Published continuously since 1901 (under various titles), this monthly journal is the primary publishing vehicle for the multidisciplinary field of aquatic sciences. It publishes perspectives (syntheses, critiques, and re-evaluations), discussions (comments and replies), articles, and rapid communications, relating to current research on cells, organisms, populations, ecosystems, or processes that affect aquatic systems. The journal seeks to amplify, modify, question, or redirect accumulated knowledge in the field of fisheries and aquatic science. Occasional supplements are dedicated to single topics or to proceedings of international symposia.

Publisher
Canadian Science Publishing
Website
http://www.nrcresearchpress.com/journal/cjfas
Impact factor
2.213 ()

Some content from Wikipedia, licensed under CC BY-SA

Catch rate is a poor indicator of lake fishery health

Fishery collapses can be difficult to forecast and prevent due to hyperstability, a phenomenon where catch rates remain high even as fish abundance declines. In a recent Canadian Journal of Fisheries and Aquatic Sciences ...

Following sea trout minute by minute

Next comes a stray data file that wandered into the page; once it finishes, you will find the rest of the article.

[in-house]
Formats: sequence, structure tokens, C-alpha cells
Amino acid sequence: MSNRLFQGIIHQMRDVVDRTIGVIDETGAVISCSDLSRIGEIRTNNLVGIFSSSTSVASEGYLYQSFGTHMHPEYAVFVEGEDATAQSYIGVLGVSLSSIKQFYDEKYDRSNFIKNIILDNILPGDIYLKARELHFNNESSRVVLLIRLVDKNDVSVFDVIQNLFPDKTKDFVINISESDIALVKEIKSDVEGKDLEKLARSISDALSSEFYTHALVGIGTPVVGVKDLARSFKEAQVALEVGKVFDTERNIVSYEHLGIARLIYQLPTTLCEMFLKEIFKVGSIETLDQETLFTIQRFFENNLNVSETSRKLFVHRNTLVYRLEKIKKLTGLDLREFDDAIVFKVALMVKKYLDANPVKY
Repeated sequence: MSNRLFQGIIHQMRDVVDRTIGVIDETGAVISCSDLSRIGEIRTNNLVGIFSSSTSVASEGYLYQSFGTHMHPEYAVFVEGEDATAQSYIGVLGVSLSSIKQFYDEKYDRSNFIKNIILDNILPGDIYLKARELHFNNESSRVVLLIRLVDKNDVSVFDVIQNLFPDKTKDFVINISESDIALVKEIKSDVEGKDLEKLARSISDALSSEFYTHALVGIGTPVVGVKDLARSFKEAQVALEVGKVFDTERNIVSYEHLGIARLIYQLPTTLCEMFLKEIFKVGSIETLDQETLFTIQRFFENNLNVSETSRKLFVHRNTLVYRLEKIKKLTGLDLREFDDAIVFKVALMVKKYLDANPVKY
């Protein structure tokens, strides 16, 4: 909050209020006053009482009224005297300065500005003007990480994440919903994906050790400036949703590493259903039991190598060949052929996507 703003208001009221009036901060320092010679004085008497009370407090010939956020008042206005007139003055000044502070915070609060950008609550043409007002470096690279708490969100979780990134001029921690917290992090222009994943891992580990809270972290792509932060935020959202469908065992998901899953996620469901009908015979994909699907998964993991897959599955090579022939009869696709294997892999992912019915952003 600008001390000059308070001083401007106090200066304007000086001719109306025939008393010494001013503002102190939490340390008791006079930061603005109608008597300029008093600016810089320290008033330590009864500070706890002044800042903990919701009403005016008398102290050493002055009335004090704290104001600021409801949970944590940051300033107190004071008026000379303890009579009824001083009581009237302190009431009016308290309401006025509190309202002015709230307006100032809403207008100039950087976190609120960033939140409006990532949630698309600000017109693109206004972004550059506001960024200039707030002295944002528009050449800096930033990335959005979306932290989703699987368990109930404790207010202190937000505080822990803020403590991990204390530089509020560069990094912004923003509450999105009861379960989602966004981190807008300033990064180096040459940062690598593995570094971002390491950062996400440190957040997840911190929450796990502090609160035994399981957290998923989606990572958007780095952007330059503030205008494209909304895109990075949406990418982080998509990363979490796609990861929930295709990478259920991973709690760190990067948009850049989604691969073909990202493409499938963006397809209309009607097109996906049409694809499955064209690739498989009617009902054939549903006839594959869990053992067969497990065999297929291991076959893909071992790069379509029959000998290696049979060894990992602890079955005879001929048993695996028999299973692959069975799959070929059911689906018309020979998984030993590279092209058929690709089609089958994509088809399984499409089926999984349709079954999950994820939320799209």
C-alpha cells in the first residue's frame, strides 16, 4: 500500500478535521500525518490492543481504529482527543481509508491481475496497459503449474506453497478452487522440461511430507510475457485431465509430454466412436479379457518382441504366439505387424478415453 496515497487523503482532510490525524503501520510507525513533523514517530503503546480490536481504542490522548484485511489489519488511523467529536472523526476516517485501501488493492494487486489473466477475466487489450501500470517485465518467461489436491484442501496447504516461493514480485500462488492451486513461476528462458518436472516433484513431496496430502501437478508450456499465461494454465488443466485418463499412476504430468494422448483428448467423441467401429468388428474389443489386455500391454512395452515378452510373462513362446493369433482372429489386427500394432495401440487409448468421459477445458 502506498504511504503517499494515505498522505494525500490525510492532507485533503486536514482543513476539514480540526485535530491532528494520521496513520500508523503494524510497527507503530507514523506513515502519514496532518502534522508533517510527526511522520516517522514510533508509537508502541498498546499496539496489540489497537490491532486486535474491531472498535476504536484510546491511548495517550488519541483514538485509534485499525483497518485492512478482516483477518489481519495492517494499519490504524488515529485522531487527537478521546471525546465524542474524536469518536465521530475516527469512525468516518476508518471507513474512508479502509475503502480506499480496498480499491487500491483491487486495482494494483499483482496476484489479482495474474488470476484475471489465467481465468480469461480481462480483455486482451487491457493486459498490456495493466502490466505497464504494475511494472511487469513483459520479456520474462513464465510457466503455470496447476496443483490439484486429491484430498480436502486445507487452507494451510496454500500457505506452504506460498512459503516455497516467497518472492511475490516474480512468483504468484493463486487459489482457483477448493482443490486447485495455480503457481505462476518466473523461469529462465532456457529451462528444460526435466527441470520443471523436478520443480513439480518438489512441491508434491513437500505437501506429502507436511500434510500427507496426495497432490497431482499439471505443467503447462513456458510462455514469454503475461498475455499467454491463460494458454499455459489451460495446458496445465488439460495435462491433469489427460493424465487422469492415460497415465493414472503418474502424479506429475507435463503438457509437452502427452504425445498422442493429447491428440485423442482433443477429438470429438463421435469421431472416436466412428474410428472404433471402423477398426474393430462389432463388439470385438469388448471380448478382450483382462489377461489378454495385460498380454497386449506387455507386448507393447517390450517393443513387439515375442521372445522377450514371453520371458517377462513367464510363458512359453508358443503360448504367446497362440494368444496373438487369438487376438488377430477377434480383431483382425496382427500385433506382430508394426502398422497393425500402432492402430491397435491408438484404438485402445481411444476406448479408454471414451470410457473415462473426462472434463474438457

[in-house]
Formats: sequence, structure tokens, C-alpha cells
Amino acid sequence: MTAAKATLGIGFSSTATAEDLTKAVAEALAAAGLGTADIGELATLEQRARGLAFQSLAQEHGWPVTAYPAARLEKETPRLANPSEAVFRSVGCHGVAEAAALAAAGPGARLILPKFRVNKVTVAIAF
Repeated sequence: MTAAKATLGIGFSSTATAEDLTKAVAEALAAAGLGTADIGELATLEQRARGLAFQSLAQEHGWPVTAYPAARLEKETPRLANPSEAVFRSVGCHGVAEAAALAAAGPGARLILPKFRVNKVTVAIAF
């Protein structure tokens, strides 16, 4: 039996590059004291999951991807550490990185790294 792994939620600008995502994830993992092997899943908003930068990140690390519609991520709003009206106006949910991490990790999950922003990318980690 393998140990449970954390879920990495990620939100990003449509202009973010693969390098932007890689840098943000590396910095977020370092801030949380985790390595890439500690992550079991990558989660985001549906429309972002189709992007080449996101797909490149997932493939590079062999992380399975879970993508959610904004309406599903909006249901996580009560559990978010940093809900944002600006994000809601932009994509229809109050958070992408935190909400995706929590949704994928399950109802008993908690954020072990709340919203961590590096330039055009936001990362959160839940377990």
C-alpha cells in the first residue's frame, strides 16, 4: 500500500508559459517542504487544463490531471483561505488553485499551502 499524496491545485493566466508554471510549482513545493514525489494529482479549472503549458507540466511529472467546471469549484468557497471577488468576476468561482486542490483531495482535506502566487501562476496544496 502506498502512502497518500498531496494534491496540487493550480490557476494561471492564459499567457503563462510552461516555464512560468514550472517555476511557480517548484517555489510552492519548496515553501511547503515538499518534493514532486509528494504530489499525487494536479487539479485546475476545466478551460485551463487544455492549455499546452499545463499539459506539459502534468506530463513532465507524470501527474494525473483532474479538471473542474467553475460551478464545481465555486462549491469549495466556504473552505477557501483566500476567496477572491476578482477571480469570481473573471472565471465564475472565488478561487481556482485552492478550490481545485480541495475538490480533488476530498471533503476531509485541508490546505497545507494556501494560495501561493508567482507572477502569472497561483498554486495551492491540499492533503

Sea trout populations have declined sharply. Researchers have studied the life of sea trout by means of acoustic telemetry tags and listening stations. Now they know more about what we need to do to protect the sea trout ...

Can salmon eat their way out of climate change?

Warm waters are a threat to cold water fish like salmon and trout. But a study led by researchers at University of California, Davis suggests that habitats with abundant food sources may help buffer the effects of increasing ...

Walleye fish populations are in decline

Walleye, an iconic native fish species in Wisconsin, the upper Midwest and Canada, are in decline in northern Wisconsin lakes, according to a study published this week in the Canadian Journal of Fisheries and Aquatic Sciences.

Suburban ponds are a septic buffet

A new study shows that human waste accounts for a high percentage of nutrients consumed by some animals and plants in suburban ponds.

page 1 from 4